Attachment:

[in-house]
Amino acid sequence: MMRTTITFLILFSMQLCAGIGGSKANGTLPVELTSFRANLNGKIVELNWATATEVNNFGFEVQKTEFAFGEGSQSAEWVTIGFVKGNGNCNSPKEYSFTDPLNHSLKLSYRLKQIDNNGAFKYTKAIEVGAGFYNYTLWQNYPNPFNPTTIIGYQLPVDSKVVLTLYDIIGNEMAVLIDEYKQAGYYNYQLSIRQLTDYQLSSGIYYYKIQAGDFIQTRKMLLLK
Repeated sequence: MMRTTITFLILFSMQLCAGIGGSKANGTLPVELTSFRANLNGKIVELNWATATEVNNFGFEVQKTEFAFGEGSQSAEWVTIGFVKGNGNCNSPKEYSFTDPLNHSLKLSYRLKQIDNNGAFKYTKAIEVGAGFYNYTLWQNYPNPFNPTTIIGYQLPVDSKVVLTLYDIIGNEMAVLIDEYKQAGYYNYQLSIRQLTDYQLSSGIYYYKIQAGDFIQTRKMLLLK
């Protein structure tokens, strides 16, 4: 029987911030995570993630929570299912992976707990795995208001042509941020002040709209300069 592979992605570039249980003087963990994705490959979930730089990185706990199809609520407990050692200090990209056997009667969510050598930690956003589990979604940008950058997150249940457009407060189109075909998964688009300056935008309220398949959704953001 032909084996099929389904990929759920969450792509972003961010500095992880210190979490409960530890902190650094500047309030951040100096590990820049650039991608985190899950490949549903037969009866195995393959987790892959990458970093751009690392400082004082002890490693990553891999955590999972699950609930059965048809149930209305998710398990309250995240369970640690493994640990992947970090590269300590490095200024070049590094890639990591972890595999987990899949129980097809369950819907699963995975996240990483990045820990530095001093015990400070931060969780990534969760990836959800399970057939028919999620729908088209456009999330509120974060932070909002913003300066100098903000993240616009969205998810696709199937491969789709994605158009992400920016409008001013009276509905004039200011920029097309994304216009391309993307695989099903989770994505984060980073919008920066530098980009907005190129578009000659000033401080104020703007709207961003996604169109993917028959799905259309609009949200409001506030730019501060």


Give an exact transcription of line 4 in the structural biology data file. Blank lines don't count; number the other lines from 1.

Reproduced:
């Protein structure tokens, strides 16, 4: 029987911030995570993630929570299912992976707990795995208001042509941020002040709209300069 592979992605570039249980003087963990994705490959979930730089990185706990199809609520407990050692200090990209056997009667969510050598930690956003589990979604940008950058997150249940457009407060189109075909998964688009300056935008309220398949959704953001 032909084996099929389904990929759920969450792509972003961010500095992880210190979490409960530890902190650094500047309030951040100096590990820049650039991608985190899950490949549903037969009866195995393959987790892959990458970093751009690392400082004082002890490693990553891999955590999972699950609930059965048809149930209305998710398990309250995240369970640690493994640990992947970090590269300590490095200024070049590094890639990591972890595999987990899949129980097809369950819907699963995975996240990483990045820990530095001093015990400070931060969780990534969760990836959800399970057939028919999620729908088209456009999330509120974060932070909002913003300066100098903000993240616009969205998810696709199937491969789709994605158009992400920016409008001013009276509905004039200011920029097309994304216009391309993307695989099903989770994505984060980073919008920066530098980009907005190129578009000659000033401080104020703007709207961003996604169109993917028959799905259309609009949200409001506030730019501060």